New America Media, Question & Answer, Nicole Hudley
Ed. Note: Data shows that one in 9 students are suspended nationally, with racial disparities widening. The Central Valley city of Fresno, CA. is among districts seeking to reverse this trend. Under a zero-tolerance school discipline policy, the district has long seen high numbers of both suspensions and expulsions. But in a major reversal last week, Superintendent Michael Hanson announced that he would begin funding district-wide restorative justice programs. Jane Stevens is founder and editor of ACES Too High, which focuses on adverse childhood experiences (ACE). Stevens, a journalist who has long covered school discipline practices in Fresno, spoke with New America Media about decision.
New America Media: Given the recent focus on approaches to reducing suspensions, why are suspension rates a problem for California?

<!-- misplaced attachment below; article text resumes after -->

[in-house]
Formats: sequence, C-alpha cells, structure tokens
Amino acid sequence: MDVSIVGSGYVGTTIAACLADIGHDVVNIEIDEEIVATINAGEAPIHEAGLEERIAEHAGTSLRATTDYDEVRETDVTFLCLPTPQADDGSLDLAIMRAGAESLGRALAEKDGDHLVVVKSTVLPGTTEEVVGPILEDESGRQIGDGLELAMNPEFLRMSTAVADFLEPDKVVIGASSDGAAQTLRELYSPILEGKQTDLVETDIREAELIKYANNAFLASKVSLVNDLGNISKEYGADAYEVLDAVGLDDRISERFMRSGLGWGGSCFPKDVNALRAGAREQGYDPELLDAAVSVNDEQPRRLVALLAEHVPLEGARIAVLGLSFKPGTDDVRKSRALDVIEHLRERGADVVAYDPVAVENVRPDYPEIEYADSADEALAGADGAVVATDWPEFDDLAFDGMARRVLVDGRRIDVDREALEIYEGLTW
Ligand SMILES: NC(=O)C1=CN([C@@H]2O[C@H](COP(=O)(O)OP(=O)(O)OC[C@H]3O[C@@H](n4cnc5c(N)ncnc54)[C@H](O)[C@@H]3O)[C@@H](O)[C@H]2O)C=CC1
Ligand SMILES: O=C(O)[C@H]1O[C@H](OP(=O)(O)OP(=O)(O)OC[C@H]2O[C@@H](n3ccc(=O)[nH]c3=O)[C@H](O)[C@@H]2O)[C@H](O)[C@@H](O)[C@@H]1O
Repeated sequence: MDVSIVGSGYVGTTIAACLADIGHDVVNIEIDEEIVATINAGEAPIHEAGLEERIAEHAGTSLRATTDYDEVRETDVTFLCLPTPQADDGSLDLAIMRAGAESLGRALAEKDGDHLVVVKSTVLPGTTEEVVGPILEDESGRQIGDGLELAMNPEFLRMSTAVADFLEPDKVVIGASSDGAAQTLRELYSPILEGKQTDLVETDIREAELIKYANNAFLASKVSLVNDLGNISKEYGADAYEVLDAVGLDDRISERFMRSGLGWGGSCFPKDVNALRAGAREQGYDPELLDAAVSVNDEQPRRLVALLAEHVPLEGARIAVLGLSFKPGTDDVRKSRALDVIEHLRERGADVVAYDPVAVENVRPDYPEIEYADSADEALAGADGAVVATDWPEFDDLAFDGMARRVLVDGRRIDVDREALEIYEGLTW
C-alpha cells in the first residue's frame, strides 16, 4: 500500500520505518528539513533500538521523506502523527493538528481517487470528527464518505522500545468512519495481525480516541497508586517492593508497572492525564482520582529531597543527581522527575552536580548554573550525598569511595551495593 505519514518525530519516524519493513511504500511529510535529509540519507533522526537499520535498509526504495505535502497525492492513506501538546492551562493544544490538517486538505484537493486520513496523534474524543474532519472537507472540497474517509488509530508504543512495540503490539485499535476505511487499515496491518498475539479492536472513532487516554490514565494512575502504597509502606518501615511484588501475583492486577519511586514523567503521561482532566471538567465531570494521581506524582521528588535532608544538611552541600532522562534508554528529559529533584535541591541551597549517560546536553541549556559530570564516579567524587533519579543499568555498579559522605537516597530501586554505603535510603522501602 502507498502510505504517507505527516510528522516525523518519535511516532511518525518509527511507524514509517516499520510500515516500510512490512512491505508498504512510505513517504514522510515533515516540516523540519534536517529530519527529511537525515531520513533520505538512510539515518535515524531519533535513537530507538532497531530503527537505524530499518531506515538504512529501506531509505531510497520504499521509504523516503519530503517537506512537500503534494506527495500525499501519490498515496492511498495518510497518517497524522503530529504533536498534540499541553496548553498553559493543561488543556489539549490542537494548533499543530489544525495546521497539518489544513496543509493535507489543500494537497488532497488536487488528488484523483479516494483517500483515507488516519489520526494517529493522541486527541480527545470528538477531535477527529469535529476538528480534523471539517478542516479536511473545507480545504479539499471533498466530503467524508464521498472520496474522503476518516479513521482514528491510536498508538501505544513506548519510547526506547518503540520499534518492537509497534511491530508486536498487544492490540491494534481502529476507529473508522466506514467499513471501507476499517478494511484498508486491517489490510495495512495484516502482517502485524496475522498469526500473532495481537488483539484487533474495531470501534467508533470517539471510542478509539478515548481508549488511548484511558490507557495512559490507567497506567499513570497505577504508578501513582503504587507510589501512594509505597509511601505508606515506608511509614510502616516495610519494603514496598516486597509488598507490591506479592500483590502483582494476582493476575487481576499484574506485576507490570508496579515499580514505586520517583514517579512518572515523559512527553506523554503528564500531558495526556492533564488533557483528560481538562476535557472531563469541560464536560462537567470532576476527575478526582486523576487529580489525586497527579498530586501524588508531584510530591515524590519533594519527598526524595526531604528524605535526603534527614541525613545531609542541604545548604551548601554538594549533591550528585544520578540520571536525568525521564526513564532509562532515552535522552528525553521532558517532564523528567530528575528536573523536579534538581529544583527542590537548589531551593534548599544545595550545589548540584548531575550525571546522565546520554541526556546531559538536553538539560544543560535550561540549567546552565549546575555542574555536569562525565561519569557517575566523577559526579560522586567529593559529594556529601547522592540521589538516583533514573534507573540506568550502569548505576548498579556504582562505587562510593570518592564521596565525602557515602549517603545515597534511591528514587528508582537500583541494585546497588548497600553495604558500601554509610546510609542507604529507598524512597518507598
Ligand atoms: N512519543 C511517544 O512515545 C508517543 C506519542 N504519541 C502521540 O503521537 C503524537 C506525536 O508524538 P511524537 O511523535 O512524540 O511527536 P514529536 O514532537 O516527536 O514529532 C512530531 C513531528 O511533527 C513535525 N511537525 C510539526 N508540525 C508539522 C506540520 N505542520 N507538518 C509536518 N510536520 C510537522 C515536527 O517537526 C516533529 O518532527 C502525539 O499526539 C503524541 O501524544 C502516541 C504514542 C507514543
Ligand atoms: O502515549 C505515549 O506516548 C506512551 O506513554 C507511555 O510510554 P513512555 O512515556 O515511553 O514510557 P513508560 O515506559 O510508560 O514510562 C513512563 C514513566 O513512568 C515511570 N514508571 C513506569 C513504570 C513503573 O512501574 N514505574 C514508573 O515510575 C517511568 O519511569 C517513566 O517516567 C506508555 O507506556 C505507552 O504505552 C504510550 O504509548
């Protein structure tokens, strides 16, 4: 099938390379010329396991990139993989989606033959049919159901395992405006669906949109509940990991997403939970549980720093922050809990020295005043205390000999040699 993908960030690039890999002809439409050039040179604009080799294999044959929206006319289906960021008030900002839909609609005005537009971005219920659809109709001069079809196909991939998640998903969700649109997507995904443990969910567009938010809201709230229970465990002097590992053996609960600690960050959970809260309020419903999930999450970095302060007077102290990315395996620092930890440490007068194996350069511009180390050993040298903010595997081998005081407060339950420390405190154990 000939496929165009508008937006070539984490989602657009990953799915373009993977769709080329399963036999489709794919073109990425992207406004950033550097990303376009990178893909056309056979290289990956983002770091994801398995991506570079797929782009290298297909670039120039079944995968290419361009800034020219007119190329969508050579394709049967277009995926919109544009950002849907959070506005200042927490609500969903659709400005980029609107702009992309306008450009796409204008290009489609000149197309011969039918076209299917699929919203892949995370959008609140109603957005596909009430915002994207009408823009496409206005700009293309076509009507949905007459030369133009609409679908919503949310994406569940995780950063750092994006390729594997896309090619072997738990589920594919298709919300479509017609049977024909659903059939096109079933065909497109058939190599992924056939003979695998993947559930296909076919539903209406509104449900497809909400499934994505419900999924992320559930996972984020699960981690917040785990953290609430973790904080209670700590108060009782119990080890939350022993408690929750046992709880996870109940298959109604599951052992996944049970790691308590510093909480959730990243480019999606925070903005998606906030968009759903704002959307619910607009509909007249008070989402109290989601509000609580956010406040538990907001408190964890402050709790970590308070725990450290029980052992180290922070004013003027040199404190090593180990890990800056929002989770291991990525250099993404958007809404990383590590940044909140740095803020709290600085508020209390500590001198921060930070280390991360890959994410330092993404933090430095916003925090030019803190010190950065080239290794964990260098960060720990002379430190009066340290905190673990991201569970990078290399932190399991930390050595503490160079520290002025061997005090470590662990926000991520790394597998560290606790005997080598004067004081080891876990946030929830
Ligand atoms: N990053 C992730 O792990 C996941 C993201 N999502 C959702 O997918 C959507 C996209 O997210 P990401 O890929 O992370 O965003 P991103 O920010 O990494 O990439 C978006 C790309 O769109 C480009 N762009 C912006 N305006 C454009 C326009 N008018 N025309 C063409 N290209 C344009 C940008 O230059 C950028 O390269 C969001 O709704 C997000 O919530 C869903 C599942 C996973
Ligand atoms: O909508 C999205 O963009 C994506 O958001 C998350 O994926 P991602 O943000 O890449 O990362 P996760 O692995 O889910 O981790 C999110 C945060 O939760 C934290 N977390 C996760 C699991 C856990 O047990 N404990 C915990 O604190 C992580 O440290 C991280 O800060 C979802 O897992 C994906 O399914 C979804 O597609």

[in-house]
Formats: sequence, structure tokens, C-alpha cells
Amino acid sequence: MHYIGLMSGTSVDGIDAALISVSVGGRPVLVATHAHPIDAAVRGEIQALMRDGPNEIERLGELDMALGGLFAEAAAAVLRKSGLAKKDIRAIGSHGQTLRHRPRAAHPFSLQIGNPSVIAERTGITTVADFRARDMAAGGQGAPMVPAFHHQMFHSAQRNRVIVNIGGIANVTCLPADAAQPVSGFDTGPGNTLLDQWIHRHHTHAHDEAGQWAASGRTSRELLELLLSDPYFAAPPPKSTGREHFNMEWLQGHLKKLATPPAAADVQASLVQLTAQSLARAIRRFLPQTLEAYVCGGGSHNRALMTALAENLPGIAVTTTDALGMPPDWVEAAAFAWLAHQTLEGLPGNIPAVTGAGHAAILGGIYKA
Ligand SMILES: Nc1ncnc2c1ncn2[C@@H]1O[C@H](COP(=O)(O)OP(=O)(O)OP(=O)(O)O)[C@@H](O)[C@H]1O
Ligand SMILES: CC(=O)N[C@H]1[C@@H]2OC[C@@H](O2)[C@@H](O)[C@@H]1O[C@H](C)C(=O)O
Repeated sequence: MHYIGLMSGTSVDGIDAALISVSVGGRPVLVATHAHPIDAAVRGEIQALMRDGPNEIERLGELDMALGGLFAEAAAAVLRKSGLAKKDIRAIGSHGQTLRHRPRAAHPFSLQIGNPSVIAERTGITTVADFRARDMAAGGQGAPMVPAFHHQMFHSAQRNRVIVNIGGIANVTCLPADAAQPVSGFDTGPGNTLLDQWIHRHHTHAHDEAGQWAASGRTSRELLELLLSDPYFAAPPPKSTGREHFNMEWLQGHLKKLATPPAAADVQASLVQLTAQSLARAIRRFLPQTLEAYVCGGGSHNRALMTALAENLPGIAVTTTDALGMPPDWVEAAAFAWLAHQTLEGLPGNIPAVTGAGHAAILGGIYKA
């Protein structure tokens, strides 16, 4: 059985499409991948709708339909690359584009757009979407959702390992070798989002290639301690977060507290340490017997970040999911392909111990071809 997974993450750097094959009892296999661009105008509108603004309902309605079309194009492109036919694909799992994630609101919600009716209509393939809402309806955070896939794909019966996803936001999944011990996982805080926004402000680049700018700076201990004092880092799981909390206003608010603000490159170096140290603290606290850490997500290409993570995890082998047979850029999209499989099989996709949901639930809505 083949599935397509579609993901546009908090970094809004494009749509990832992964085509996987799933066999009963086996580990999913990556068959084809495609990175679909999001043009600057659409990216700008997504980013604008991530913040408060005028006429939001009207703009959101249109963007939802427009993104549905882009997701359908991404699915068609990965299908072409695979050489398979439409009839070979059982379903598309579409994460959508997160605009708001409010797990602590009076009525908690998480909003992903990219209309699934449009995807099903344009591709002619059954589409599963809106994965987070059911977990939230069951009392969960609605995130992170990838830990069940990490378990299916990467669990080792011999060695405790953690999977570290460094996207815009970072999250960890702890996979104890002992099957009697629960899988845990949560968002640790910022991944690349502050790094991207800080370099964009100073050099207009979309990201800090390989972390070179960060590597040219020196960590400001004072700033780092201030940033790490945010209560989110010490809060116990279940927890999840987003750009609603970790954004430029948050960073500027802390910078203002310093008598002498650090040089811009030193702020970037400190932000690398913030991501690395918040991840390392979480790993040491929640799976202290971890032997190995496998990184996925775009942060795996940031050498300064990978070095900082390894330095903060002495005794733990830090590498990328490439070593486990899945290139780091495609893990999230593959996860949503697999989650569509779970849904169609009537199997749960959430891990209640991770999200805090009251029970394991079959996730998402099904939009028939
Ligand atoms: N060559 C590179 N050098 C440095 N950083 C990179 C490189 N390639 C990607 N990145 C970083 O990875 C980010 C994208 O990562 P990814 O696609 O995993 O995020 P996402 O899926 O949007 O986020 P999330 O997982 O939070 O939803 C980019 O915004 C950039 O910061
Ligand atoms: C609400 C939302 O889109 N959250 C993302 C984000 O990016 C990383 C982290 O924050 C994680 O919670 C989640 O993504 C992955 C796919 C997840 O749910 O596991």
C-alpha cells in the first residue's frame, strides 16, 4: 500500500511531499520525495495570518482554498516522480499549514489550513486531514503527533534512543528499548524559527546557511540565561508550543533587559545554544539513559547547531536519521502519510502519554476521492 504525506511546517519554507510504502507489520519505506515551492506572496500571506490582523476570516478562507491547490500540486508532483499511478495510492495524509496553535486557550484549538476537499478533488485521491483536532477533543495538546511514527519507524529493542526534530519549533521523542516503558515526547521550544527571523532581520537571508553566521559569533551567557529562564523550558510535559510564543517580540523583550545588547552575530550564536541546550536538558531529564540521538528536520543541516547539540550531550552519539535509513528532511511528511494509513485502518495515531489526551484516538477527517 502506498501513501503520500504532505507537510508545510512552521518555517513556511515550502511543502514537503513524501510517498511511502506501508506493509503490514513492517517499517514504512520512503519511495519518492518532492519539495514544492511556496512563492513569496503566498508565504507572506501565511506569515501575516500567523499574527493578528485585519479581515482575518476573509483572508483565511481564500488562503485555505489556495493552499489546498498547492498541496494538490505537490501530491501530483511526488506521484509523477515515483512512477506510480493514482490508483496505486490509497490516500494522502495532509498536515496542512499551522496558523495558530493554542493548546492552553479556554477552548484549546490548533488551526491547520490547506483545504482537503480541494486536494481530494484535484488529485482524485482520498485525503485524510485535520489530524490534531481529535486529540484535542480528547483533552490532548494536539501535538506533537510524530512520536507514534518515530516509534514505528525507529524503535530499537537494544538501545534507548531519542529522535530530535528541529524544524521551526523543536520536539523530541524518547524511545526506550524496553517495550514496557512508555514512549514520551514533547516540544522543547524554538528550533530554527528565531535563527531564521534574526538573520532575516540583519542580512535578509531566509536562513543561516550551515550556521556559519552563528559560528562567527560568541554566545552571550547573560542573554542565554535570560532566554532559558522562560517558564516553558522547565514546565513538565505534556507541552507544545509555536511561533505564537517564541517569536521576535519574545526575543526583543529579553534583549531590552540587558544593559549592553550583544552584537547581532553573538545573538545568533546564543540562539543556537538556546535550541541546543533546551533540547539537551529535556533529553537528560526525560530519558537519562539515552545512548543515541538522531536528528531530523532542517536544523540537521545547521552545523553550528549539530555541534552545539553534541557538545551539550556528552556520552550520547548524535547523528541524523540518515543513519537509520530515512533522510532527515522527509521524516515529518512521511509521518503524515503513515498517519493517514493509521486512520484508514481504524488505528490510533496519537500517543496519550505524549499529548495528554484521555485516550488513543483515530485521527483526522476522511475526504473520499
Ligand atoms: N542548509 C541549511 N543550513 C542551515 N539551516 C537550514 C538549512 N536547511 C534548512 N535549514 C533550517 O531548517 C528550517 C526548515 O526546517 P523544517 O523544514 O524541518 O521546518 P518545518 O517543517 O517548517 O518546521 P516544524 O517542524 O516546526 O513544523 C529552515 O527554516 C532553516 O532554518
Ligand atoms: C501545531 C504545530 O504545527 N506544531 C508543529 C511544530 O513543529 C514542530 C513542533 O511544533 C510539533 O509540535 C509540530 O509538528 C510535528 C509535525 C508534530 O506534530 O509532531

Jane Stevens: Suspension rates for California schools are just way too high. If you look at the data you’ll see – some schools had more suspensions than they had students.
NAM: What are some of issues that might lead to a student being suspended and how can things be done differently?
Stevens: Little triggers, depending on what’s happening in a kid’s life — say a teacher yelling — can just set the kid off. Or a loud noise can set a kid off who is living in a neighborhood where there is a lot of gun violence.
A kid in San Francisco had to spend the night at a hotel because there’s gun violence outside of the home. That’s pretty freaky for a young kid and anything might set that kid off. So when they come to school the next morning, we say, let’s just give this kid a big long time out and let them go into the “peace corner” with a cozy bean bag and just listen to soothing music for a while, or they can pop bubble wrap, or massage their hands with lotion, or do breathing exercises. These tools [allow students] to recognize when they are becoming like a volcano and they can begin self-regulation before things get out of hand.
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